Friday, 2 February 2007

Counsel to Counsel

This is a phrase I came across for the first time this week. It was used to describe what were essentially 'without prejudice' discussions between the lawyers for different parties. 'Without prejudice' means that the content of the discussion cannot be relied on in court. This enables the parties to have a sensible discussion to seek common ground without being bound by the positions they are publicly adopting in front of the judge.

However, as soon as the phrase was used I was quickly instructed that there is no such thing as 'counsel to counsel'. I got the impression that this is probably the result of a Bar Council ruling of some sort, and that the discussions to which the term used to refer had perhaps been distinguished by not to be revealable to the actual clients. This would be Deeply Unethical Behaviour, although I can see that it might also be temptingly practical in certain circumstances.

A slightly different version of a counsel to counsel discussion arose last week. I was lurking on the fringes of a discussion about various housekeeping aspects of the case in question. Suddenly one of the barristers asked The Master where he got his shoes from and commented -- in a friendly, inconsequential way -- that they looked the same as his. This was enough to snap me out of my lurking trance and actually pay attention. Without pausing for breath, The Master seamlessly switched from bundles to brogues and explained rather defensively that he bought them for comfort but they didn't look too bad, he thought. There was a general pause to consider this and for everyone silently to compare shoes.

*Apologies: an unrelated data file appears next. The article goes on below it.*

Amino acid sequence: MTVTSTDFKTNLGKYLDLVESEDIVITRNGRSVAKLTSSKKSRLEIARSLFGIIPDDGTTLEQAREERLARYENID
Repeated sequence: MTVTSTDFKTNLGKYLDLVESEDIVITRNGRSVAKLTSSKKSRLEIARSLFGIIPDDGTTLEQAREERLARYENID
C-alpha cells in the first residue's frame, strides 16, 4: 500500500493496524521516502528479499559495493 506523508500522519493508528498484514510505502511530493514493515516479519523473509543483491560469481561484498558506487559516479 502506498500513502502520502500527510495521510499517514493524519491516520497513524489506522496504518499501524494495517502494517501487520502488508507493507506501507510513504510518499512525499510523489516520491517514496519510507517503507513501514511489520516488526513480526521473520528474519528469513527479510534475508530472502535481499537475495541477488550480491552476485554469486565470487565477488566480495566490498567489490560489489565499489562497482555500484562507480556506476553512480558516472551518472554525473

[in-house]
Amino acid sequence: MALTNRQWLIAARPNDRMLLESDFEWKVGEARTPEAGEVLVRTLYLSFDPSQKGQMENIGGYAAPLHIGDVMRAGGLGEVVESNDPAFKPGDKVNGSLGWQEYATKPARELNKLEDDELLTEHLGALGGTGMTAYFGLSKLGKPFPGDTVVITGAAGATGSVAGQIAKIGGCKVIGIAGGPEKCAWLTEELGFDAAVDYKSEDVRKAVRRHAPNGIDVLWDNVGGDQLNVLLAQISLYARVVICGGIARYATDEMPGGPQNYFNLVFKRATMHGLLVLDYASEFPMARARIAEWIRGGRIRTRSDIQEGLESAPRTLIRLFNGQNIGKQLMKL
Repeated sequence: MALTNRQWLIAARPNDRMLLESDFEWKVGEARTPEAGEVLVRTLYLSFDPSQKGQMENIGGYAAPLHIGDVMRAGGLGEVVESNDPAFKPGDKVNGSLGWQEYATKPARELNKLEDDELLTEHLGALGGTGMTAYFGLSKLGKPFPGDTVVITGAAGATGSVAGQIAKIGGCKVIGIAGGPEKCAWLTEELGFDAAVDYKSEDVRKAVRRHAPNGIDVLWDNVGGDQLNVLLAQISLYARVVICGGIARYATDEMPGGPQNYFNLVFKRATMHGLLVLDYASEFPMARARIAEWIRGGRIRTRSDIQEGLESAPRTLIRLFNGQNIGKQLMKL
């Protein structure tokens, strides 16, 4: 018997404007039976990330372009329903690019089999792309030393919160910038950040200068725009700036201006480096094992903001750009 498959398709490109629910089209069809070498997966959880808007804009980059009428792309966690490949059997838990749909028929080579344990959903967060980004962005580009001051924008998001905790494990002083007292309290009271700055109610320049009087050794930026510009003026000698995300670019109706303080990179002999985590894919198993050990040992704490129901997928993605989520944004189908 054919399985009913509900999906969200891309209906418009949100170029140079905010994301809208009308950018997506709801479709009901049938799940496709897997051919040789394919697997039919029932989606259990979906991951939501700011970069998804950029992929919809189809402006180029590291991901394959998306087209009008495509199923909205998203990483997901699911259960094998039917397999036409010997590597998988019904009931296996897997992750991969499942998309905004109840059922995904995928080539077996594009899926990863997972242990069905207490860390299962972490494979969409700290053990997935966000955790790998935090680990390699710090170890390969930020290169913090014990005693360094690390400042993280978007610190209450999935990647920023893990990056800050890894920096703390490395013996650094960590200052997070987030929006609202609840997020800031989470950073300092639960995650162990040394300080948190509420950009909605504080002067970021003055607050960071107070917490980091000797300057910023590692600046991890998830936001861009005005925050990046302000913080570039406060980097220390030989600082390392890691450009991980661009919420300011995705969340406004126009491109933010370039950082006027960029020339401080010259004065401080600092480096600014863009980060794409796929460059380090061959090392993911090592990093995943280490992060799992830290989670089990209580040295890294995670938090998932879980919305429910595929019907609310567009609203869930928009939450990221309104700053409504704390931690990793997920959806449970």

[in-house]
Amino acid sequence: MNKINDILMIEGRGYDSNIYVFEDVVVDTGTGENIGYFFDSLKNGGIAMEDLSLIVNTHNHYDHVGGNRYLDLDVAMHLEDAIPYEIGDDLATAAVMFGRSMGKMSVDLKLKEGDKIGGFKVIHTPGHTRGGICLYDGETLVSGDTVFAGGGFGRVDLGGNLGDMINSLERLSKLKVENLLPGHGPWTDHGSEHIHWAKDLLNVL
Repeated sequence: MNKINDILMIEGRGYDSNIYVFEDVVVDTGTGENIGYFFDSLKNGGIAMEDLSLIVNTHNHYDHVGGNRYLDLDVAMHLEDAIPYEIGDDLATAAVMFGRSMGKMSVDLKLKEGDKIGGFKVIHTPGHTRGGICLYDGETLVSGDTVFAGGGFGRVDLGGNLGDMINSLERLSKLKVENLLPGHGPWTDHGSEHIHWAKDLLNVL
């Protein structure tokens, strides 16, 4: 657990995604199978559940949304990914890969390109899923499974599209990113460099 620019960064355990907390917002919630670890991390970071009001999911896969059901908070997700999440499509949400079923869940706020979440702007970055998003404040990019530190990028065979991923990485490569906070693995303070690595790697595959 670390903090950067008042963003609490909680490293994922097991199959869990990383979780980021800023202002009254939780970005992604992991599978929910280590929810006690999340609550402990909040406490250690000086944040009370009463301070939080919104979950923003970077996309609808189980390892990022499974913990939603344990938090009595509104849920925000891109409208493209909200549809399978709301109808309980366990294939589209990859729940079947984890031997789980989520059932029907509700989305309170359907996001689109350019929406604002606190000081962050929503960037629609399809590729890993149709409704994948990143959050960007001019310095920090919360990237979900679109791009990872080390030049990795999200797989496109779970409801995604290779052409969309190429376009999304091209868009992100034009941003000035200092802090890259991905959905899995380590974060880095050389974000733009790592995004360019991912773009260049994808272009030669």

The Master broke the contemplative silence. 'I did think about getting ones with steel toe caps,' he said. 'I think they'd give me a more menacing air.' Thankfully, he then added, nodding earnestly, 'It would help for these sorts of courtroom negotations.'

More contemplative silence. What they were contemplating, I have no idea. I think I may have been witnessing a scene not entirely dissimilar to the business card comparison scene in American Psycho. Hopefully none of them are deranged psychopathic misogynist killers.

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